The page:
Morrisons plans to sell English apples until May next year, two months longer than typical seasons. The move is a response to customers wanting to buy British for longer and a forecast of a very strong apple harvest.
Morrisons move follows nation-wide customer feedback. It found 95 per cent of shoppers want to support British produce growers.
This year Morrisons will stock over 25 English apple varieties sourced from orchards in the key growing areas of Hereford, Kent, Suffolk and Worcester. The supermarket expects to sell up to 10 per cent more English apples this year.
Drew Kirk, Produce Director at Morrisons said: “British shoppers want to buy British. So, we’ve worked with our growers to extend the season. This move will reduce our dependency on imports, give British growers a bigger market and secure the future of the British apple crop.”
Morrisons is working with English apple growers to create the perfect storage conditions in order to extend the season. The apples are stored at an optimum storage condition of -1° to 1°C temperature, 90 to 95 per cent humidity and 99 per cent darkness, to give the customer the best eating quality.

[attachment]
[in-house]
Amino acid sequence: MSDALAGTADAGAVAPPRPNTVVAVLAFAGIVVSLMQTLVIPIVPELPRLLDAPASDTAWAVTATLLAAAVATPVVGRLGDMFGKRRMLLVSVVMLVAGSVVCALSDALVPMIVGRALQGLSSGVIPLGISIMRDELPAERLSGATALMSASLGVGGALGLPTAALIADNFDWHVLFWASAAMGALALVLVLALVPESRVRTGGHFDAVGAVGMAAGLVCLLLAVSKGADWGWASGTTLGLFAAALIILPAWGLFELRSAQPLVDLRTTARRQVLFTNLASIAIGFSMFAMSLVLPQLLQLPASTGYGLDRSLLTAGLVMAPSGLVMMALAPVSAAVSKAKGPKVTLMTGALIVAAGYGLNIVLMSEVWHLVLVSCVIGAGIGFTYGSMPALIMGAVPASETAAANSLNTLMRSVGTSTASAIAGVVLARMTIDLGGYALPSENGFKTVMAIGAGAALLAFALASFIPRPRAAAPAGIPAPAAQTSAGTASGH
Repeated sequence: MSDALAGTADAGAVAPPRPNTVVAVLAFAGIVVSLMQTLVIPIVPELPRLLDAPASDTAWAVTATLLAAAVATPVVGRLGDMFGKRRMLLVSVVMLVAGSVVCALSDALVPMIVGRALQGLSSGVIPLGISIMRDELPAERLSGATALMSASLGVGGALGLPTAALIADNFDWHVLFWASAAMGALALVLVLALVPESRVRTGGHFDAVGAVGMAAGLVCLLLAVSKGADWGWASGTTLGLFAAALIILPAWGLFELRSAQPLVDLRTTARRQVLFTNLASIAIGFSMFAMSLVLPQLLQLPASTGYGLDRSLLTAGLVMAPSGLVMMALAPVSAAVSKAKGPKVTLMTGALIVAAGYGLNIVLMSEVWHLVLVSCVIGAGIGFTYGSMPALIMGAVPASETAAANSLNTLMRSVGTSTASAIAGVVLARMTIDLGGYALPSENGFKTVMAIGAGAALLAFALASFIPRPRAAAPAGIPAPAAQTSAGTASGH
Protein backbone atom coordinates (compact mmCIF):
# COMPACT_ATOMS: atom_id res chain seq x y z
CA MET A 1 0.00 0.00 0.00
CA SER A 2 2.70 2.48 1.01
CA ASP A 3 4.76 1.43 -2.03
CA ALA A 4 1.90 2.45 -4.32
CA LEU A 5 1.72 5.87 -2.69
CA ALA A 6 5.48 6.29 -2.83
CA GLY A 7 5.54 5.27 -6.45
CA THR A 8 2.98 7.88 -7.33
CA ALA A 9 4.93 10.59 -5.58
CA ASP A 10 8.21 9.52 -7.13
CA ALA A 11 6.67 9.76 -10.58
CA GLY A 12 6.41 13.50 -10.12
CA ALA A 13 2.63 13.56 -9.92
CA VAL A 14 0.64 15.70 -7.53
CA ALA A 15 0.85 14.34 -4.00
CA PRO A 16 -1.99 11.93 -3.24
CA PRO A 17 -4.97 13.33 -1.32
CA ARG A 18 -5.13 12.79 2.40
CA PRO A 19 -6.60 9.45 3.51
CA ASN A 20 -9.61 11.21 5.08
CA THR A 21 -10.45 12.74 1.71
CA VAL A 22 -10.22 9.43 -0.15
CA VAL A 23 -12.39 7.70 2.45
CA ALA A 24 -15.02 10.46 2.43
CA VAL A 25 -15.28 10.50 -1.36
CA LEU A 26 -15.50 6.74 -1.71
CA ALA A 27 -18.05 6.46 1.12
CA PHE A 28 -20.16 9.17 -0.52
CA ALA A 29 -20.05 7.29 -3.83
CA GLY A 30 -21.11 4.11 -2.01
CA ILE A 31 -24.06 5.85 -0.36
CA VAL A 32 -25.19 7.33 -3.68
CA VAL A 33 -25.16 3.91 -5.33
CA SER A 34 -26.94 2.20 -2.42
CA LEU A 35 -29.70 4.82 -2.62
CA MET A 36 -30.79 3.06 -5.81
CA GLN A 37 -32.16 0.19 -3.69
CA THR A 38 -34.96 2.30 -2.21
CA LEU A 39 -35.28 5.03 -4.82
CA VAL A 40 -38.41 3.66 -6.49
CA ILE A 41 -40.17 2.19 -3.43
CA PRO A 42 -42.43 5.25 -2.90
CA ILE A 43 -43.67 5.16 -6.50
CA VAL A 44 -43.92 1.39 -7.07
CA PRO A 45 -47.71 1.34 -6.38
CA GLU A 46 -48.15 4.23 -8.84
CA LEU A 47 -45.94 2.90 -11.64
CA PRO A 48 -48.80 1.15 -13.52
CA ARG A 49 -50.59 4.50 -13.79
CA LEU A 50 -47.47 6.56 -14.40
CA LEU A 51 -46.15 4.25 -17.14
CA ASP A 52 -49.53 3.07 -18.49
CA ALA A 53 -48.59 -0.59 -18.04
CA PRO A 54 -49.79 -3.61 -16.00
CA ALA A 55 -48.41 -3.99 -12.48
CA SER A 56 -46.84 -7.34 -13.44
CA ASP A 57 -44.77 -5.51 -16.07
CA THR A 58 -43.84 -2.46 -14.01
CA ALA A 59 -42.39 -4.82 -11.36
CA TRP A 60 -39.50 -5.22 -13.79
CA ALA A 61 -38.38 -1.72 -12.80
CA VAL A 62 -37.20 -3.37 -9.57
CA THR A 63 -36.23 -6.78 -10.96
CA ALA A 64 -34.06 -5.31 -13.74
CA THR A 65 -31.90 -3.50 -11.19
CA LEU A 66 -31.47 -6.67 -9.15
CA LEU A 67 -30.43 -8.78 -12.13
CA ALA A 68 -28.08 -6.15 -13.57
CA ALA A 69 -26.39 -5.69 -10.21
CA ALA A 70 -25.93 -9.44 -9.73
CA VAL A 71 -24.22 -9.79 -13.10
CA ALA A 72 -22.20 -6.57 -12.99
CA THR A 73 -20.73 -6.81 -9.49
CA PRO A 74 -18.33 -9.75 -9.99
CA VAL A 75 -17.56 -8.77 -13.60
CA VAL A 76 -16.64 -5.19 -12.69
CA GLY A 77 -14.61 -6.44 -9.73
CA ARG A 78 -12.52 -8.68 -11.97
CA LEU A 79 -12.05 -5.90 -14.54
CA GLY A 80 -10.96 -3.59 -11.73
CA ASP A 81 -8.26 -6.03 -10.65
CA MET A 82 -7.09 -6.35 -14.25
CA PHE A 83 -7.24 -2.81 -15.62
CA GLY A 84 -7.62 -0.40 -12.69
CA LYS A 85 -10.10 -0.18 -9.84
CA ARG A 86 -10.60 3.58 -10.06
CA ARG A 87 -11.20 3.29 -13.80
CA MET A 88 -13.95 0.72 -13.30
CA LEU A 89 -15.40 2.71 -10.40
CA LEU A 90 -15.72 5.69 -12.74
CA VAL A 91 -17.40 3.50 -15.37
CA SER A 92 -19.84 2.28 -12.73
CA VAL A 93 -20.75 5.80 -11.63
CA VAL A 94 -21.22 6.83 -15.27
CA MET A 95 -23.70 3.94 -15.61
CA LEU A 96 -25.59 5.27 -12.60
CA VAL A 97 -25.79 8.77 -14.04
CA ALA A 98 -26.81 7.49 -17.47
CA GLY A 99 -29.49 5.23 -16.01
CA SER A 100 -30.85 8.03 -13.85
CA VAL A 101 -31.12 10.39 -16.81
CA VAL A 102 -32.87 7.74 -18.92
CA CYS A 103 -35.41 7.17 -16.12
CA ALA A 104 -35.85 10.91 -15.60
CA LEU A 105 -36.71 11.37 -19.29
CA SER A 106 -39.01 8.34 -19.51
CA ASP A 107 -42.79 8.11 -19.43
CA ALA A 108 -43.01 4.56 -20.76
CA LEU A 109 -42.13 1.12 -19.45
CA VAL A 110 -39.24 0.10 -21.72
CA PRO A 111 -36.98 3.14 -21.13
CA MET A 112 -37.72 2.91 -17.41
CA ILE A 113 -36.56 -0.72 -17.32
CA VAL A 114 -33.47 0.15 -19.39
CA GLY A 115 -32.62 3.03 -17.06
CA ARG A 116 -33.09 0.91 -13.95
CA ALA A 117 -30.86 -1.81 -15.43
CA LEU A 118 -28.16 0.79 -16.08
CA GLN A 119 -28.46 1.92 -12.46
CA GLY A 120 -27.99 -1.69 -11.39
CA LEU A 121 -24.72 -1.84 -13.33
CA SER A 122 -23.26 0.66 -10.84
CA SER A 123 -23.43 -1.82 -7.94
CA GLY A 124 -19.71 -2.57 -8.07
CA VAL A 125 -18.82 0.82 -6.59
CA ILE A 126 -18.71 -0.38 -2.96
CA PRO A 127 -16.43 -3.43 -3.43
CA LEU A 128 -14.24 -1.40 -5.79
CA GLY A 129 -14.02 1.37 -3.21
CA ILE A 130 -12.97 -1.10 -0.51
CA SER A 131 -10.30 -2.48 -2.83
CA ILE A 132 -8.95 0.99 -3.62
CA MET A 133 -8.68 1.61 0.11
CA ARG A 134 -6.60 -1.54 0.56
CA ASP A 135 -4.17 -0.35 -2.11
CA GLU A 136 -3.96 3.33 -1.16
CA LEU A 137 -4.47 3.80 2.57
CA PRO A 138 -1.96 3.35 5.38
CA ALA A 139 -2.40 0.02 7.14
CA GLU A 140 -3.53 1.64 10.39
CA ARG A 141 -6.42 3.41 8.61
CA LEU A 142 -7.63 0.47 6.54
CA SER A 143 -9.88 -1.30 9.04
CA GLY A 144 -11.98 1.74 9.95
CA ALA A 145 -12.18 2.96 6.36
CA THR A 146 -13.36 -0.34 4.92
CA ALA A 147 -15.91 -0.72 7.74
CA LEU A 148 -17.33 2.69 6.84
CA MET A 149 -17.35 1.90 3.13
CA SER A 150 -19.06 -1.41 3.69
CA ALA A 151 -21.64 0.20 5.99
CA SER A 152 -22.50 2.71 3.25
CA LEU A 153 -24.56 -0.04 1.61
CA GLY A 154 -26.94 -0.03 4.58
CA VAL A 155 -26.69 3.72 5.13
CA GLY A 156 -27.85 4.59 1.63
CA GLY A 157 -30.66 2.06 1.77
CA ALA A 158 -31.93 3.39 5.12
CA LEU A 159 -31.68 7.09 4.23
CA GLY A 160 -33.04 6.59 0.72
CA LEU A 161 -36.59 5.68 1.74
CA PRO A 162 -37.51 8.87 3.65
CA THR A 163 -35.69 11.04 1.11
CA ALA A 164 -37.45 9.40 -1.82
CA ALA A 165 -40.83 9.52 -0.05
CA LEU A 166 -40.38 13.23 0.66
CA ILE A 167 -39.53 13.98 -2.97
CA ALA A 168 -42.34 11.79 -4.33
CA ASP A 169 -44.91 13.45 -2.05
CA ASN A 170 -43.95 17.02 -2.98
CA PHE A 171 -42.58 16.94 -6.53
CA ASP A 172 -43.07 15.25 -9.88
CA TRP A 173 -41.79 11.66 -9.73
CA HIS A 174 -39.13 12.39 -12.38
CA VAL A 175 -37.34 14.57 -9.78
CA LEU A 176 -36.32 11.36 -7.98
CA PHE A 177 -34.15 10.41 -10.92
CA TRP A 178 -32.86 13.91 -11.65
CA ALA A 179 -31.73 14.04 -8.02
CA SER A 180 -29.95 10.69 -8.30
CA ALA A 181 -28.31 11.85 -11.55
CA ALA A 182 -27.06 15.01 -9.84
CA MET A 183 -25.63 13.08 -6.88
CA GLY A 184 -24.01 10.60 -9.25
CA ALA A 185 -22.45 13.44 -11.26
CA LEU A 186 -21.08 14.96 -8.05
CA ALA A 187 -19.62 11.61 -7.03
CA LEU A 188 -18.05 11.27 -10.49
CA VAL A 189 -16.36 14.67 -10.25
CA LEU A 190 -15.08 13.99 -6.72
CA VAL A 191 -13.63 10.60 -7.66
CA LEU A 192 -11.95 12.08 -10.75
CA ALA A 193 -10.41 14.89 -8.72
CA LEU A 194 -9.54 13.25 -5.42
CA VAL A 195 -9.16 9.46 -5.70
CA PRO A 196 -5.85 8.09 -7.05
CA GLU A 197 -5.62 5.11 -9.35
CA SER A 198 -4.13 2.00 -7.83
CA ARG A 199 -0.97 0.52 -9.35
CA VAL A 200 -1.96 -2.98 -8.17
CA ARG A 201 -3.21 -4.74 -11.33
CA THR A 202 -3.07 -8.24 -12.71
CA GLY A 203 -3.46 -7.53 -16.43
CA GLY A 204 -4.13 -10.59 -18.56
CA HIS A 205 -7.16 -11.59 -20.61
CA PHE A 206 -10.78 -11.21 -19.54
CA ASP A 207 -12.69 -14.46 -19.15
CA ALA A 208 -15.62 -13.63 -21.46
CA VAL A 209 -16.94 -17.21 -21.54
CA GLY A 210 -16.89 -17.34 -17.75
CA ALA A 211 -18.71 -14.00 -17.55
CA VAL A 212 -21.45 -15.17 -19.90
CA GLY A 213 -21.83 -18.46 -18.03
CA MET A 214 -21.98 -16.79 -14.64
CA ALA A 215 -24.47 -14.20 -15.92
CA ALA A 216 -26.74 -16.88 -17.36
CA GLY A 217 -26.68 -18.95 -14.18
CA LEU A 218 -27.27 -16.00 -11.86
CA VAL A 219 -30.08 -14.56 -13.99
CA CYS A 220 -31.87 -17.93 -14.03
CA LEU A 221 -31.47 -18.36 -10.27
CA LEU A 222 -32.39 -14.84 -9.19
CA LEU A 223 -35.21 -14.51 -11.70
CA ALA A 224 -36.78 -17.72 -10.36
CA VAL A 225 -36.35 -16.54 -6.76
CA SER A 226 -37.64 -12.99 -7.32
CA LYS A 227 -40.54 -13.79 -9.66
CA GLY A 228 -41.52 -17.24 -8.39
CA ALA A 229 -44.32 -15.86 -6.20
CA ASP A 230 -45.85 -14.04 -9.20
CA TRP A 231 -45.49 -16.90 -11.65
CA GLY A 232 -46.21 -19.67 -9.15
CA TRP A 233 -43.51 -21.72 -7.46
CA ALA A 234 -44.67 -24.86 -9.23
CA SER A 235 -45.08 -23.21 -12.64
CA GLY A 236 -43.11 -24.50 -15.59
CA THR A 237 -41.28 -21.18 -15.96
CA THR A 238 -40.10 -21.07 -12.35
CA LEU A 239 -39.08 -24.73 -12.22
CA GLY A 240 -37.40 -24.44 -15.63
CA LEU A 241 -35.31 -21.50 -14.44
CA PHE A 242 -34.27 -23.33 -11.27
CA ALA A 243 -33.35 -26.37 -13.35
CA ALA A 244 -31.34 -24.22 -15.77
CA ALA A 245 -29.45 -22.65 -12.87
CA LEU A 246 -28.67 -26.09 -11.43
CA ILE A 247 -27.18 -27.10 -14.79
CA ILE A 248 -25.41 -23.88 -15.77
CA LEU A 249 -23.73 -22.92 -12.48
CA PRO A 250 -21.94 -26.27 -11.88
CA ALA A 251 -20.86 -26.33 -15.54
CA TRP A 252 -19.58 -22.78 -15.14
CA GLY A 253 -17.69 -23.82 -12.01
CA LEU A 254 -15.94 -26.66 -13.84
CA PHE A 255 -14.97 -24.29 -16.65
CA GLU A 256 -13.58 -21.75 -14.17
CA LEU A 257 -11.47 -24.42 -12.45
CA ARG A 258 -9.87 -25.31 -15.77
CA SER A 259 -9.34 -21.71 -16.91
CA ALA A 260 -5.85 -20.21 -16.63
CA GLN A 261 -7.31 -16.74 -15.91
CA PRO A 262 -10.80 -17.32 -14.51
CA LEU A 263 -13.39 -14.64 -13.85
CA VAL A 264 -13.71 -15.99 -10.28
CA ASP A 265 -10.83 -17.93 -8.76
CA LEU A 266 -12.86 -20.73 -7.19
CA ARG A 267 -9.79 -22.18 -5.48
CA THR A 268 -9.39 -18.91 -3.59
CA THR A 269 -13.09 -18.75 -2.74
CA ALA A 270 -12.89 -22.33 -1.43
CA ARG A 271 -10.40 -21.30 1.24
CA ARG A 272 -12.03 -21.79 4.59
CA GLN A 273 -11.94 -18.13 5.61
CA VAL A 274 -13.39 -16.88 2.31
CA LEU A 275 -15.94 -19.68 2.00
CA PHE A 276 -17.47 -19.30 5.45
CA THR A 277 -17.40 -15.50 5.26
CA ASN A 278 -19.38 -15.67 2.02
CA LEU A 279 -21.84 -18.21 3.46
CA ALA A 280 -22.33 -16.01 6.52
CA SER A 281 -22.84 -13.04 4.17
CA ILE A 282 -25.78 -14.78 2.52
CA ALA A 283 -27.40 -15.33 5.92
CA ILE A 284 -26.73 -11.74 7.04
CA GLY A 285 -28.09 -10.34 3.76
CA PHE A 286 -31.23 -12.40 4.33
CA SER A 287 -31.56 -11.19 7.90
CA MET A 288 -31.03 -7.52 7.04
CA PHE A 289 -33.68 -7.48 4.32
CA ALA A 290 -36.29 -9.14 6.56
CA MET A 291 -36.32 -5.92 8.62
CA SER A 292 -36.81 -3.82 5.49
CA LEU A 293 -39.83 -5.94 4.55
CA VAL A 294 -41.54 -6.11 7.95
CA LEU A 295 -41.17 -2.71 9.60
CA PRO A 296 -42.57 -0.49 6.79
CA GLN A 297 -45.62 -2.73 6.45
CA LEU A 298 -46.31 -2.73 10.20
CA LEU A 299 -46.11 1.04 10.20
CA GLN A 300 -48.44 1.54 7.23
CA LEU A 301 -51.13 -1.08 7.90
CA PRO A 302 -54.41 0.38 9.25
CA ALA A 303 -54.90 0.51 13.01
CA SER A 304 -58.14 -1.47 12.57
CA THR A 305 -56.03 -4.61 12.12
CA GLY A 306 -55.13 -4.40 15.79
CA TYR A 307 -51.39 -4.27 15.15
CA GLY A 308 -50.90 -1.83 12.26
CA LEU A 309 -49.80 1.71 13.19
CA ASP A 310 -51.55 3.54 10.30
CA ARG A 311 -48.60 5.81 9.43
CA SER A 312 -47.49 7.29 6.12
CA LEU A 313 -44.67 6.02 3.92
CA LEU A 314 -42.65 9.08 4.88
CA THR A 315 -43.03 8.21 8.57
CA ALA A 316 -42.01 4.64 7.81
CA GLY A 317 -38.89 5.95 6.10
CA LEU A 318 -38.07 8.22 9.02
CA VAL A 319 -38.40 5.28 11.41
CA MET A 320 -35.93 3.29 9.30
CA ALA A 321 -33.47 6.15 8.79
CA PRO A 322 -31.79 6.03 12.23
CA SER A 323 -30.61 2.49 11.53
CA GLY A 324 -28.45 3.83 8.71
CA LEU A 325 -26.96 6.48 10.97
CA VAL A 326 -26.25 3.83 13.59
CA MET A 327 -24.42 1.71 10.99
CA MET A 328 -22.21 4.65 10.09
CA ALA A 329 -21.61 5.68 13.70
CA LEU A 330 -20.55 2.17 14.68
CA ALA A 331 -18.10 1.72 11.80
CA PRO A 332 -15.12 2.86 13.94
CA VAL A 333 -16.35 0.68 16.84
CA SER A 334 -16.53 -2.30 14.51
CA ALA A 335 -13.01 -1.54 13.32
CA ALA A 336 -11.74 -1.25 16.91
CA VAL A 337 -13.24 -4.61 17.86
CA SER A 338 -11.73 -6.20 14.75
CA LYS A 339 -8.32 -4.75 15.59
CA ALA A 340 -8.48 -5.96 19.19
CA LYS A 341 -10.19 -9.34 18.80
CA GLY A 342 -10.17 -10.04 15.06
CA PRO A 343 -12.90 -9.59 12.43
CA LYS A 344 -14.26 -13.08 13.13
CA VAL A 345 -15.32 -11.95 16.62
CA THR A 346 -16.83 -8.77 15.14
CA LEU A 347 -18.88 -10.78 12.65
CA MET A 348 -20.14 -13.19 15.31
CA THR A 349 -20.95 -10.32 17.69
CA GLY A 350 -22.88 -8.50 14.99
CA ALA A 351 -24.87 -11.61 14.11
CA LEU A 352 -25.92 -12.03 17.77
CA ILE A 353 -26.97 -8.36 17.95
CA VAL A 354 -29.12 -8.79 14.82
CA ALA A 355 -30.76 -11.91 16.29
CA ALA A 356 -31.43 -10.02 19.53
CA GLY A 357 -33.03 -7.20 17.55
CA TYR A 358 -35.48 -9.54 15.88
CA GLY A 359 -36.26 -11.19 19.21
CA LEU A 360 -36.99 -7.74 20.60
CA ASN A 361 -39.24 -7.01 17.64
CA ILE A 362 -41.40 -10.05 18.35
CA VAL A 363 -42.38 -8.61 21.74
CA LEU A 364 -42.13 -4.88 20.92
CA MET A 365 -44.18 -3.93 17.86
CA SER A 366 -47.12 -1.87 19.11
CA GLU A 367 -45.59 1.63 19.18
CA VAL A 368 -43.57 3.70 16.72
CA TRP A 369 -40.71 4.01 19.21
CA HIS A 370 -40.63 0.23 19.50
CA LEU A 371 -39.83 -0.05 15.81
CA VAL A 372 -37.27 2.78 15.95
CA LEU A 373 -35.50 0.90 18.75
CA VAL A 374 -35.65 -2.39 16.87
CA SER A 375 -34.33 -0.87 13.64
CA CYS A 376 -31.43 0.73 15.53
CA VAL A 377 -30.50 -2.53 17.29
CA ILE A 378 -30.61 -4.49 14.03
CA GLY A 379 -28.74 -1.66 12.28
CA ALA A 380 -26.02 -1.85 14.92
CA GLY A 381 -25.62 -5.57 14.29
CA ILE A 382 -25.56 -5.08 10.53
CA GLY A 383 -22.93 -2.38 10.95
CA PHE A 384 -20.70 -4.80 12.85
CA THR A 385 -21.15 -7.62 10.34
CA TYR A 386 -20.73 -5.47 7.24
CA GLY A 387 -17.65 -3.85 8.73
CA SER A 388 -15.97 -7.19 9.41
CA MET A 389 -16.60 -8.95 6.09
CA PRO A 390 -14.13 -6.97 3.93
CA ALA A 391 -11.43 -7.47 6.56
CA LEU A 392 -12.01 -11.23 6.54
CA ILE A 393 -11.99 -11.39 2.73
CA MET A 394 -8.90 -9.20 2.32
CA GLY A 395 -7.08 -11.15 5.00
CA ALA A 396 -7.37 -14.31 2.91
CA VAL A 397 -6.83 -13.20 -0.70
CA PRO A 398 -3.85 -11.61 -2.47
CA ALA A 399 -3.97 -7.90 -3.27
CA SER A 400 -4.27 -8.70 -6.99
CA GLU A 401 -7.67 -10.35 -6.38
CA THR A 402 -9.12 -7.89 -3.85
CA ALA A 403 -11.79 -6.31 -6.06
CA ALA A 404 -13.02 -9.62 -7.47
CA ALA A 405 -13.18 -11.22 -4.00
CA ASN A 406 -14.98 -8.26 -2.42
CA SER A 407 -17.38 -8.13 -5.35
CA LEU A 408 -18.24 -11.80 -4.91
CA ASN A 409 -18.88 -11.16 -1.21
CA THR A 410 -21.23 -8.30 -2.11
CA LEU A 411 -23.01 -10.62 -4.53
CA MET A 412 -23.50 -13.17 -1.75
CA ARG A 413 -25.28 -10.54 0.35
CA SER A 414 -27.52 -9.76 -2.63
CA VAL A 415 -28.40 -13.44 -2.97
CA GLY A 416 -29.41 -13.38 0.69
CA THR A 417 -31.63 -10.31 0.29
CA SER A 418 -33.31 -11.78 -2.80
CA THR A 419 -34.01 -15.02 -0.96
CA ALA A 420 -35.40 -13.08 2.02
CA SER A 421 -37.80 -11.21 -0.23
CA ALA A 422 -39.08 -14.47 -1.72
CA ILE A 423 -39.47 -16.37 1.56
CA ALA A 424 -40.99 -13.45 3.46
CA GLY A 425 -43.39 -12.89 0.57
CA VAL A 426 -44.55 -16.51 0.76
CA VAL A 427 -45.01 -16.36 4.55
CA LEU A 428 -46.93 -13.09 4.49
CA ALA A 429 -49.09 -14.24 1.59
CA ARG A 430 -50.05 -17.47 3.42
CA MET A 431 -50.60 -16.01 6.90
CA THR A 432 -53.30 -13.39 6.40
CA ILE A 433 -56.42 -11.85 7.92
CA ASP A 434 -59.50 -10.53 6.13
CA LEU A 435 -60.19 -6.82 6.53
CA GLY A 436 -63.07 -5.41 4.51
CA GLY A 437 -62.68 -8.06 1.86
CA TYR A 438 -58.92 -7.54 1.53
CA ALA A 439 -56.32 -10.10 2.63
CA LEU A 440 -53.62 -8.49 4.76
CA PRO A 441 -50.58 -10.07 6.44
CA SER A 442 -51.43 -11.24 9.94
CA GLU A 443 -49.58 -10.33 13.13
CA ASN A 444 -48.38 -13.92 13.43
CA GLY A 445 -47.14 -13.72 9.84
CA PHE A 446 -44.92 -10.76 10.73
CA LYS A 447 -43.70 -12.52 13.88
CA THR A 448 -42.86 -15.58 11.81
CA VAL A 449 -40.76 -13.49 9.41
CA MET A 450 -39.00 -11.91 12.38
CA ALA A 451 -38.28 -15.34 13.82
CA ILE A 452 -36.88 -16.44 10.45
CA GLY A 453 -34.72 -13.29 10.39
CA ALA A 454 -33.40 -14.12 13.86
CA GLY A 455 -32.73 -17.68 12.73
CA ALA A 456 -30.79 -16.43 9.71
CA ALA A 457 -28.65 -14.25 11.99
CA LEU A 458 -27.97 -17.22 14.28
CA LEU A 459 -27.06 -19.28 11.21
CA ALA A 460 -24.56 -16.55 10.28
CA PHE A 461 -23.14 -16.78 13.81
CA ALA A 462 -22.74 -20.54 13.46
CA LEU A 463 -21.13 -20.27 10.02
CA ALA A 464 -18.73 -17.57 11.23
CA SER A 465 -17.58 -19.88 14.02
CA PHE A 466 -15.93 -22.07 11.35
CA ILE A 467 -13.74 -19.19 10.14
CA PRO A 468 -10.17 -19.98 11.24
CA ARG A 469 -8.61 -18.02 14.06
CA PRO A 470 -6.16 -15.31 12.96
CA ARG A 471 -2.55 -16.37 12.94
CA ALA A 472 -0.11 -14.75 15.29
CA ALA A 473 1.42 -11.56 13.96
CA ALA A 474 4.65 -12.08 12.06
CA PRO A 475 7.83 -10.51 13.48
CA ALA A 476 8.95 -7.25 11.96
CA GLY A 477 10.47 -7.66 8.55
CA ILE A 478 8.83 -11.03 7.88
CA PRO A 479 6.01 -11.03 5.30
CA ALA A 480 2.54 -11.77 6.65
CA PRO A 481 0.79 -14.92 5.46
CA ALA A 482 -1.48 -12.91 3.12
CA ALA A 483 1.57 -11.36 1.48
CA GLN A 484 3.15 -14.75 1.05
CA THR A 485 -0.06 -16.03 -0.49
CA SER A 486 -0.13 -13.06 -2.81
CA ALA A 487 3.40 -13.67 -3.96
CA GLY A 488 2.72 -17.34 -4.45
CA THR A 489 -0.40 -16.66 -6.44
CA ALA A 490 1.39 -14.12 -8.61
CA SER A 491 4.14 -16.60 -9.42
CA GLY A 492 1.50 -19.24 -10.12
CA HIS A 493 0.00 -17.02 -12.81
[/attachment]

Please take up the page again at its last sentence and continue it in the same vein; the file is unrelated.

Royal Gala and Braeburn – two of the UK’s most popular English apples – along with more traditional varieties such as Cox, Russet and Bramley, are being ordered by Morrisons to extend the English season. This year’s growing conditions have resulted in a large apple crop. There has been 13% extra rainfall, 3% extra sunlight hours, slightly cooler temperatures, and a balance of day to night temperatures.
Both Braeburn and Royal Gala varieties will be an optimum size, colour and flavour this year. Braeburn will have a red orange streaky appearance on a yellow green background, be firm to the touch, and have a sharp refreshing but sweet flavour. Whilst Royal Gala will have strong red flushes over a yellow background and a punchy sweet flavour. The quality of English apples is better than many other European countries due to soaring continental temperatures this year.
Morrisons is one of the largest buyers of English apples in the UK and invests in promoting the produce every year. The supermarket’s orders are expected to help English apple growers to innovate, invest their orchards and extend storage facilities to offer their produce for longer. It costs approximately £20,000 per hectare set up an orchard with irrigation.